Barbershop vocal harmony, as codified during the barbershop revival era (1940s – present), is a style of a cappella, or unaccompanied vocal music characterized by consonant four-part chords for every melody note in a predominantly homophonic texture. Each of the four parts has its own role: generally, the lead sings the melody, the tenor harmonizes above the melody, the bass sings the lowest harmonizing notes, and the baritone completes the chord, usually below the lead. The melody is not usually sung by the tenor or bass, except for an infrequent note or two to avoid awkward voice leading, in tags or codas, or when some appropriate embellishment can be created. Occasional traveling may be sung by fewer than four voice parts.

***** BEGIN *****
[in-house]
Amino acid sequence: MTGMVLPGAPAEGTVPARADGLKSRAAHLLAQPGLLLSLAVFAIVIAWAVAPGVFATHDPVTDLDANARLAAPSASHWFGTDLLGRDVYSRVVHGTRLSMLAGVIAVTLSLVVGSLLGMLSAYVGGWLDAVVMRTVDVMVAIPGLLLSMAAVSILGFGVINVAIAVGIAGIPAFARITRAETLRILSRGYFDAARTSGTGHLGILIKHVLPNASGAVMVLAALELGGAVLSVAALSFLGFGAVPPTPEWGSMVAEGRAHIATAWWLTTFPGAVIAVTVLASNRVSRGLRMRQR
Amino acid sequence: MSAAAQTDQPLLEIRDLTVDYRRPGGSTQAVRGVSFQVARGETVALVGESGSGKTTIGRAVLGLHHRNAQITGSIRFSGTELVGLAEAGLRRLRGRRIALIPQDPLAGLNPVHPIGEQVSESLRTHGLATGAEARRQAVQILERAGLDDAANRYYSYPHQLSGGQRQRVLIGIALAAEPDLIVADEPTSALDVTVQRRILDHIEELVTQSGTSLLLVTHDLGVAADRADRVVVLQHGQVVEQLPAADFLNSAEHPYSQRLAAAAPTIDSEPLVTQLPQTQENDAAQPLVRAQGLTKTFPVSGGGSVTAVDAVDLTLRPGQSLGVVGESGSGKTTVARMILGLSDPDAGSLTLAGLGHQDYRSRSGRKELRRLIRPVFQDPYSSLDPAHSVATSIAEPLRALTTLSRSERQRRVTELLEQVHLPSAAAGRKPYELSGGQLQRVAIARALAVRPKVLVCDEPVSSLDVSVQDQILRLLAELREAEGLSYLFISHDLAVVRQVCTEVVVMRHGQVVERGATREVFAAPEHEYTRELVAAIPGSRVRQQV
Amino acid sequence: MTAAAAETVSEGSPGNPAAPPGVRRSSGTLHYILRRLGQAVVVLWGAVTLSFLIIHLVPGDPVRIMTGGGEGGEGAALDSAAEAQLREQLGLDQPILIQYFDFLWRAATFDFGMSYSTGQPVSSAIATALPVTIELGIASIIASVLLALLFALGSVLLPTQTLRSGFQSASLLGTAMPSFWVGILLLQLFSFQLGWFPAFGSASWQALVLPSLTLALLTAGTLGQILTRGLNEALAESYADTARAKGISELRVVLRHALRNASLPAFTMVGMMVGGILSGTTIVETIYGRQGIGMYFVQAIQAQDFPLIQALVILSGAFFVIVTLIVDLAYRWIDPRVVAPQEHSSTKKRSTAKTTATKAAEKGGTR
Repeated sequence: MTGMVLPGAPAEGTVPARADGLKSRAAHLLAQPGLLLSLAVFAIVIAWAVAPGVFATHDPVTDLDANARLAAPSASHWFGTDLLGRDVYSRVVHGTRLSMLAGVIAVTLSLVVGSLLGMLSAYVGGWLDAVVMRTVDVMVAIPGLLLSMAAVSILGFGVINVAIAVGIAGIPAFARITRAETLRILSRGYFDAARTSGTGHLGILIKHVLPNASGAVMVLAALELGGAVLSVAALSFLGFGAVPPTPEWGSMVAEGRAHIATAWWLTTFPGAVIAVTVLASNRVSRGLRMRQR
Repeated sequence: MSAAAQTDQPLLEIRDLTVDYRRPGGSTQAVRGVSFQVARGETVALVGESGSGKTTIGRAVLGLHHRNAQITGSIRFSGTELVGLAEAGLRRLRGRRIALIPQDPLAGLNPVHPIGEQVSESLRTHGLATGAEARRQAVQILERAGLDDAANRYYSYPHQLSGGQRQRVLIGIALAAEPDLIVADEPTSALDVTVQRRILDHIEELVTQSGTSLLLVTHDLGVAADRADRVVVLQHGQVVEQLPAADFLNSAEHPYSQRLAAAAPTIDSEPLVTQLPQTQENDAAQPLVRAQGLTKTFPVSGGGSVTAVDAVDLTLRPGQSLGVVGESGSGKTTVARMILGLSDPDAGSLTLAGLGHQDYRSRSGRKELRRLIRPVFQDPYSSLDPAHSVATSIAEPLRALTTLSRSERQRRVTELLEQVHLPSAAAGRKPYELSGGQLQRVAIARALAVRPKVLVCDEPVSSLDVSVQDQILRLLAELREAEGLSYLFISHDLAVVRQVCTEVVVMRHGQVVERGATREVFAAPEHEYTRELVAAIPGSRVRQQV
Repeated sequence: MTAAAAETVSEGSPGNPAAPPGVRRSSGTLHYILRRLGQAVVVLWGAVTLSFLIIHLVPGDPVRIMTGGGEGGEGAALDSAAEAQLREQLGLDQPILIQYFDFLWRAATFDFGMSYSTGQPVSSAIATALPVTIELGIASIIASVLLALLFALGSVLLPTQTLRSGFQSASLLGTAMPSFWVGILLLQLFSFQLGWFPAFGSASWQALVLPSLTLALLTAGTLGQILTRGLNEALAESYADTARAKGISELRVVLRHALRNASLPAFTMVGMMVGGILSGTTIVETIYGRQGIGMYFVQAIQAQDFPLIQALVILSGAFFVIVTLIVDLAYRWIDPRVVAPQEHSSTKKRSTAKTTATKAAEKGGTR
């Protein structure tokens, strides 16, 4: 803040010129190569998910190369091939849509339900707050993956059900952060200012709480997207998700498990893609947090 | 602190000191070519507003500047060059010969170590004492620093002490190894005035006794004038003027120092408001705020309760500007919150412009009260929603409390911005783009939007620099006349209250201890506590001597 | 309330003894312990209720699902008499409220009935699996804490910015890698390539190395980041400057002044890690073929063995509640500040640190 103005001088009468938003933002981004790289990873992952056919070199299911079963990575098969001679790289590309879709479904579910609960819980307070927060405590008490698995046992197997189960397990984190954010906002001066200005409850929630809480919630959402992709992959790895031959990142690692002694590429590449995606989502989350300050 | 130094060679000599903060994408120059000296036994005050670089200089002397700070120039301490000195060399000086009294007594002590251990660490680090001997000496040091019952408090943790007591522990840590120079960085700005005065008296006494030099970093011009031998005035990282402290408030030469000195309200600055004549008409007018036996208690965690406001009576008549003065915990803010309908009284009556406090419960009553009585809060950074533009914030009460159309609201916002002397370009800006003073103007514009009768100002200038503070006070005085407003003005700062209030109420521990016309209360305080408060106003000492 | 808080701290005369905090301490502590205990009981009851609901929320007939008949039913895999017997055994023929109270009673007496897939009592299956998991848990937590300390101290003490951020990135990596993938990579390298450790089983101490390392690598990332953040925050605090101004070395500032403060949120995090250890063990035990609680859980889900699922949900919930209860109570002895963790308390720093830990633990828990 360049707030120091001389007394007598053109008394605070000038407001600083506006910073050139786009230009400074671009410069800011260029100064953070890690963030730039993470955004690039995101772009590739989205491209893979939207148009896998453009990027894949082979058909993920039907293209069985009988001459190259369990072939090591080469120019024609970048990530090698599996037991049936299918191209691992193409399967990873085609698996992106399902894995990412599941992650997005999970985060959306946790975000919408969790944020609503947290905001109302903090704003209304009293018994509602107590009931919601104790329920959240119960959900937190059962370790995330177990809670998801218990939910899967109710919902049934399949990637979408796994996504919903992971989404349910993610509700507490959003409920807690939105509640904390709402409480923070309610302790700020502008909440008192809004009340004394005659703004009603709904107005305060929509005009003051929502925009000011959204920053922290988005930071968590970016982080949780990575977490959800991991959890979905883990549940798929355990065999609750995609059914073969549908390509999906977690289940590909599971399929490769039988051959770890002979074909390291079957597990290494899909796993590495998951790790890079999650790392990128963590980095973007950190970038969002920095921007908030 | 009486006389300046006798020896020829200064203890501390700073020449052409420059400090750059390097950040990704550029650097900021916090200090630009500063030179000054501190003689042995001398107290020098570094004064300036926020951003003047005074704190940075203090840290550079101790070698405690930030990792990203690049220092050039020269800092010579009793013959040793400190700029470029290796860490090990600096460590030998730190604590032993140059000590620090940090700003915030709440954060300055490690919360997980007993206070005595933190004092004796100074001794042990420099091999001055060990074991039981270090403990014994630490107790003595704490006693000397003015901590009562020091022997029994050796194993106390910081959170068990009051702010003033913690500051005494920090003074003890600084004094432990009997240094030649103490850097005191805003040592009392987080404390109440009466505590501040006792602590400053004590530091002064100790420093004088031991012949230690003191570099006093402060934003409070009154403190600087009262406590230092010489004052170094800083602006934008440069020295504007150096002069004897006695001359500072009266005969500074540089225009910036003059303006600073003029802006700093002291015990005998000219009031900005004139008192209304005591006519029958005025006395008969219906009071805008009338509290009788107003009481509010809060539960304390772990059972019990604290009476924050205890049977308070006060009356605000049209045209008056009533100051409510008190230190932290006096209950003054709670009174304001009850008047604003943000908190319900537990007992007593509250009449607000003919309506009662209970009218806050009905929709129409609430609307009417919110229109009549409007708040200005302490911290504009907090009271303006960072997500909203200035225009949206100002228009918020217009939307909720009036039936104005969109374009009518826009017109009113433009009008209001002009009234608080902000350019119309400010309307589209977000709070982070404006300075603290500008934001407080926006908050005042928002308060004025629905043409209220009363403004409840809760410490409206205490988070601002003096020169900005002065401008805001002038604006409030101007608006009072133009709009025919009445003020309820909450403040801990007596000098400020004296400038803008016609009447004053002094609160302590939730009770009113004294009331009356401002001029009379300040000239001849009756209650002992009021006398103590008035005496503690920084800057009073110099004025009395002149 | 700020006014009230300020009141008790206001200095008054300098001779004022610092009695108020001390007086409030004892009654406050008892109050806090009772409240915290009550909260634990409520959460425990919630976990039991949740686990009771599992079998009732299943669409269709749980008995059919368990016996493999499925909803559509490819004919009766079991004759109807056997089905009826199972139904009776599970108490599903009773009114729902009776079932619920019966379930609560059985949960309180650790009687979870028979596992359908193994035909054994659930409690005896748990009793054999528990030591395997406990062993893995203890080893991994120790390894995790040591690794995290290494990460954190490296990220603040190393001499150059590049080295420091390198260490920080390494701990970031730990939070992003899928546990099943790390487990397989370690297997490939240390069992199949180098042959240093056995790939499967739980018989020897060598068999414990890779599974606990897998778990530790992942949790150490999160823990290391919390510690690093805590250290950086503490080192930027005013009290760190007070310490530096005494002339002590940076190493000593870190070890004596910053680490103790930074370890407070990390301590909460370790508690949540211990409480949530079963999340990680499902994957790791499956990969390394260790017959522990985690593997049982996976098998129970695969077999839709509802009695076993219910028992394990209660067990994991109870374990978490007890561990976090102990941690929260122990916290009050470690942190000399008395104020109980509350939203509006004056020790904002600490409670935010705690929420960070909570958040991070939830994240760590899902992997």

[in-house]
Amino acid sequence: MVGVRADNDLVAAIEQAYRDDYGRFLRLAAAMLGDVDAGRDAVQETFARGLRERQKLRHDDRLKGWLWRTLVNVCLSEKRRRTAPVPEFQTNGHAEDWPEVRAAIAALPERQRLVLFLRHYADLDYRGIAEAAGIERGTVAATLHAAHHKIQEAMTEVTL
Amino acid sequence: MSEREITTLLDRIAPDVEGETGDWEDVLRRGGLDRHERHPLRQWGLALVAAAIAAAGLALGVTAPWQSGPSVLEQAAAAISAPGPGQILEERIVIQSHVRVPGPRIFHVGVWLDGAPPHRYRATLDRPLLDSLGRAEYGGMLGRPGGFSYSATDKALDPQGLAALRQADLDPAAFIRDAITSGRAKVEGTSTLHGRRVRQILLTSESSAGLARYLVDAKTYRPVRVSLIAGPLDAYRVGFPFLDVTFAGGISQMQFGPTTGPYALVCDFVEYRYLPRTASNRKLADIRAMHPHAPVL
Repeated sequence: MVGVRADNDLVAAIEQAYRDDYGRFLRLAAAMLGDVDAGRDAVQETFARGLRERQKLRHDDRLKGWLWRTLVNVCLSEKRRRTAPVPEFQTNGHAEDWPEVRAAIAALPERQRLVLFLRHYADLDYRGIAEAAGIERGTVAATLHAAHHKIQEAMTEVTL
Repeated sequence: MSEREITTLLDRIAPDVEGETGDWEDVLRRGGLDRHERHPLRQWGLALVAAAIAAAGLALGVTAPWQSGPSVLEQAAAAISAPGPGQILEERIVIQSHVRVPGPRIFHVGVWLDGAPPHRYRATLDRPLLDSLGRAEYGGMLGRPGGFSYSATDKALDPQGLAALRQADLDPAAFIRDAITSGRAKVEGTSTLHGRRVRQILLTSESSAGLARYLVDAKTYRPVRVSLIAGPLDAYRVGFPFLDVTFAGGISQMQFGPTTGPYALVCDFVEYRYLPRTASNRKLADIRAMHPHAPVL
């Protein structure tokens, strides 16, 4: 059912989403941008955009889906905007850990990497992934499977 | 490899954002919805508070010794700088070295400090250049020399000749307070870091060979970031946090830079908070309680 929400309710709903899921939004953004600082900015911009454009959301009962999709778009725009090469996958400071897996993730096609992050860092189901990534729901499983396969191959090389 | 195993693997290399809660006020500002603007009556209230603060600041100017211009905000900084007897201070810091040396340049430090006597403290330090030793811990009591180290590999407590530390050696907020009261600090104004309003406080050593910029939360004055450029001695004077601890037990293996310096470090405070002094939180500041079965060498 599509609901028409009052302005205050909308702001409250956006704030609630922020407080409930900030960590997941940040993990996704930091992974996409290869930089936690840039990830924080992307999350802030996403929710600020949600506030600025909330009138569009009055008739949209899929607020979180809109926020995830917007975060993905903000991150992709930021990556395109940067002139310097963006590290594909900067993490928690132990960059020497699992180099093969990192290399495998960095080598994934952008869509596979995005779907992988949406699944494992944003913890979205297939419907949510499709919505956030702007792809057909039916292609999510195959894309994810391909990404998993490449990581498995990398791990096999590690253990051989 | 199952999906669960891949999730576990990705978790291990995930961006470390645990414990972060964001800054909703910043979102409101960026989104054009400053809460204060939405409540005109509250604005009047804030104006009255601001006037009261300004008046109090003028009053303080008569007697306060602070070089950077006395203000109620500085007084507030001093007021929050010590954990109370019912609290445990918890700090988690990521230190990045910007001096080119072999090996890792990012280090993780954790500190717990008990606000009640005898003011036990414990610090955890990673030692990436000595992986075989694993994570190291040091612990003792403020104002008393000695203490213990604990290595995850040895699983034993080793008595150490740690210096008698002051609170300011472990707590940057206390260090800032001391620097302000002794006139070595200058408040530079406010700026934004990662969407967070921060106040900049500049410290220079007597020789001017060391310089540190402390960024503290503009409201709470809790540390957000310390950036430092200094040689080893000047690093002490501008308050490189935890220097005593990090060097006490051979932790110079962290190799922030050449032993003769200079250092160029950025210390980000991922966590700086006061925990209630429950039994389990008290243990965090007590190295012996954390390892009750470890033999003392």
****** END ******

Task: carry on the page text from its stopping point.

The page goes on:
According to the Barbershop Harmony Society (BHS), "Barbershop music features songs with understandable lyrics and easily singable melodies, whose tones clearly define a tonal center and imply major and minor chords and barbershop (dominant and secondary dominant) seventh chords that resolve primarily around the circle of fifths, while making frequent use of other resolutions."
Slower barbershop songs, especially ballads, often eschew a continuous beat, and notes are often held (or sped up) ad libitum.
The voice parts in barbershop singing do not correspond closely to the correspondingly named voice parts in classical music. Barbershop singing is performed both by men's and women's groups; the elements of the barbershop style and the names of the voice parts are the same for both.